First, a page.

What I do find disturbing is that most of today’s really efficient cars have such poor 0-62 acceleration that I would be wary of driving one down a slip onto a busy main road. Only the relatively expensive hybrids (or the LEAF?) aren’t such a compromise.

John Evans says:
1 April 2011

Sorry to carp but isn’t it a bit of a contradiction to compare with inflation adjusted prices? After all fuel is part of the shopping basket whose cost has increased over the decades! Surely a more relevant comparison would be with the average earnings index. Given that until recently average earnings have normally outstripped RPI I guess this would bear out your results even more strongly – but at least it would be on a more valid basis.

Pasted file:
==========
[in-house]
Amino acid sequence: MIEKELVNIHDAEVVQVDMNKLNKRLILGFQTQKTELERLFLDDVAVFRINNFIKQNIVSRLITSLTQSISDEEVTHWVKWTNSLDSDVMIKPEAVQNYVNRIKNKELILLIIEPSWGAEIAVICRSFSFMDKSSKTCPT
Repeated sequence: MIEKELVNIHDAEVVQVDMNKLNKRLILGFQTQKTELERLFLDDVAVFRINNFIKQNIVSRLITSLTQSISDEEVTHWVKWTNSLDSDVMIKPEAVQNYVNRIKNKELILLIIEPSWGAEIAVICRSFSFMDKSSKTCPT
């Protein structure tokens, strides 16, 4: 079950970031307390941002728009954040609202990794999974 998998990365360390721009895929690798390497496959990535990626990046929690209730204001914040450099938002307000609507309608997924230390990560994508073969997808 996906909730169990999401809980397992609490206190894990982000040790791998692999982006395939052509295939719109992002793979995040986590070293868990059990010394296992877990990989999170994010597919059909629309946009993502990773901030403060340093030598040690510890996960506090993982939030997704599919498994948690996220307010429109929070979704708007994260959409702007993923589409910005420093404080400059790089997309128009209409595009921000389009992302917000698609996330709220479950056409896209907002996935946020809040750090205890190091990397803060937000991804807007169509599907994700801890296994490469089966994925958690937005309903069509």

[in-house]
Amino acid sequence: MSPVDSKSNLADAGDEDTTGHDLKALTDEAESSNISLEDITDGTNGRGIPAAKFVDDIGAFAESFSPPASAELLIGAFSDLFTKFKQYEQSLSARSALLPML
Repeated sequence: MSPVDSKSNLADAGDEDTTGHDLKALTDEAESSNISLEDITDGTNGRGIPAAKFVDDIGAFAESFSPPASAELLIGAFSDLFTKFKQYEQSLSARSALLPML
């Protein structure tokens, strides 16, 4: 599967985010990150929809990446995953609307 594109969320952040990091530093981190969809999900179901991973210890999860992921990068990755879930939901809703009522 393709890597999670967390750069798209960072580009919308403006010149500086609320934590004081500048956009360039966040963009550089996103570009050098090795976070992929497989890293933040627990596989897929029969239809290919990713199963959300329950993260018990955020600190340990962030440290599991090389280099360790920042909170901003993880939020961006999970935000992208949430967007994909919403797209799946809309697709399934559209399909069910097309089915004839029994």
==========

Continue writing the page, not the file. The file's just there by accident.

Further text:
Alan Springall says:
1 April 2011

Despite car fuel economy improvements, when compared to the mid-sixties when I first started buying petrol it still works out slightly cheaper today. I paid 25p a gallon and a good salary was £1000 p.a or £20 per week. Therefore a gallon was one eightieth of gross weekly wage. Today the average wage appears to be £500 per week and unleaded is £1.30 per litre or £5.85 per gallon, one eightieth of £500 is £6.25. So if you also take in the better mpg we are all better off. Hooray.

To someone who has stayed in the same job for the last 20 years yes perhaps petrol does seem astronomically high. But for those who progress and moved on to higher earning jobs as their experience increases, will not notice the difference too much as their wages have increased more than inflation.

Basically it’s all relative. Yes it seems crazy at the moment, but we have more disposable income than ever.
I chose to use the train this weekend over a long journey as the petrol cost for a full tank is now more than the train fare. But I have a 2l turbo engine and so it’s never going to be that economical, but I would rather have that power when I need it, rather than having a dangerous eco box which cannot accelerate away from danger.